Shallow-Water Attack Boat (SWAB) - A "Distinguished Failure"

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Shallow-Water Attack Boat (SWAB)


Coastal vessel, tiny boat armed with some heavy weaponry: 14 recoilless rifles or 2 rocket pods.

A product of the (eccentric) Aviation Ordnance Department John Boyle who was “fascinated by small boats”. In 1963 Boyle started development of a low-cost attack boat with a high speed and powerful armament, which could be launched from landing ships to assault Soviet missile boats coming from port. In 1964, he presented his design to the Naval Ordnance Test Station at China Lake, and was given funding. The boat, called the Shallow-Water Attack Boat, or SWAB, was based on the hull of a Bertram 31ft sporting boat, and incorporated radar-absorbent material which gave it a tiny radar cross section, one of the first ships to be designed with this sort of material. Initially it was armed with 2 FFAR rocket pods, though testing showed that rocket dispersion was too great, and they were replaced with 2 recoilless rifle racks which had 7 57mm RRs each. Additionally there was a rear-mounted 20mm autocannon. The boat would be completed in 1965, and during early testing was found to have good seakeeping and high speed and manoeuvrability. The ship was then fitted with weaponry, and sent to the Boat Support Unit 1 for evaluation, however the weapon systems weighed down the ship enough that with a full crew and battle load it was unable to plane and only reached 22 knots. BSU-1 suggested fitting more powerful gas turbine or diesel engines to increase speed, and rearranging the armament to increase bridge visibility. Ultimately, the Navy wasn’t interested in the vessel, as its main priority for coastal craft was riverine ships for the Vietnam War, and the SWAB’s mission of attacking coastal missile boats was seen as rather suicidal as any small gunboat could easily dispatch it. The SWAB would then be disposed sometime after. Rather interestingly Egypt had a similar idea, where they fitted Bertram 31s with 4 122mm rocket launchers.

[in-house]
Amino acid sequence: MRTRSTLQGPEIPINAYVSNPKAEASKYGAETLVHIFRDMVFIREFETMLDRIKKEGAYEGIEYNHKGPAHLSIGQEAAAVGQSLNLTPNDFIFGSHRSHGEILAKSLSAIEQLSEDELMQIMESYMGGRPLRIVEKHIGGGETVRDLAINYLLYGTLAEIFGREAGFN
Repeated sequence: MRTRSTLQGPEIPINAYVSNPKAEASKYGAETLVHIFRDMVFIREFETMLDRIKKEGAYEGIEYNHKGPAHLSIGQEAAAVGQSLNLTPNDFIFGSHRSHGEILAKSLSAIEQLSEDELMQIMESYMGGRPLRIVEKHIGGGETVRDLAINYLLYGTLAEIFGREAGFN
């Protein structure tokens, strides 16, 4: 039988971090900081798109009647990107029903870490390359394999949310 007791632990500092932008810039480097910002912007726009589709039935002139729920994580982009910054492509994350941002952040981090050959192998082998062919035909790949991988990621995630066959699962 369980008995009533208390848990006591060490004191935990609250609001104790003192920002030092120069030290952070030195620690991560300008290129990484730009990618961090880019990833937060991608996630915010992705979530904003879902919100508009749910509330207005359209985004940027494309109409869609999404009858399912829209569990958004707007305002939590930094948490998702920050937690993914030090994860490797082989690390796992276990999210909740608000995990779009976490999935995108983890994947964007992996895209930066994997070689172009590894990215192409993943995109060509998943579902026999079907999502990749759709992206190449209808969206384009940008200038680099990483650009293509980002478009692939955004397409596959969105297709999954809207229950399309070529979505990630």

1x1 20mm M139

2x19 2.75" AERO-7 FFAR Rocket pod
2x1 Stabilized gun package

  • 1x7 57mm M18A1 Recoilless rifles
  • 1x1 12.7mm M2 (1000 rpg)

~8-10 tons standard?

Length: 9.3m

Beam: 3.4m

Draft: ~0.94m

Propulsion: 2 Chrysler petrol engines, 650 hp, driving 2 outdrives

Speed: 22-33 knots (41-61 km/h)

Range: unknown

Crew: 3-4

Raytheon 1900 navigation radar


Screenshot (326)
One of the similar Egyptian Bertram 31s

Cradle diagram of a Bertram 31ft

Friedman, N. (1987). Motor Gunboats and PTFs. In U.S. Small Combatants: Including PT-Boats, Subchasers, and the Brown-Water Navy: An Illustrated Design History (pp. 273, 276). Naval Institute Press.
Lawson, C. (2017). Fueling the Fire. In The Station Comes of Age: Satellites, Submarines, and Special Operations in the Final Years of the Naval Ordnance Test Station, 1959-1967 (pp. 275-278). NAWCWD.
Moore, J. (1976). Egypt. In Jane’s fighting ships 1975-76 (pp. 104). Janes. this Bertram Brochure


Looks super fun! +1

(Side note - you accidentally wrote 13.7mm instead of 12.7mm for the M2 machine gun. Might wanna fix that!)

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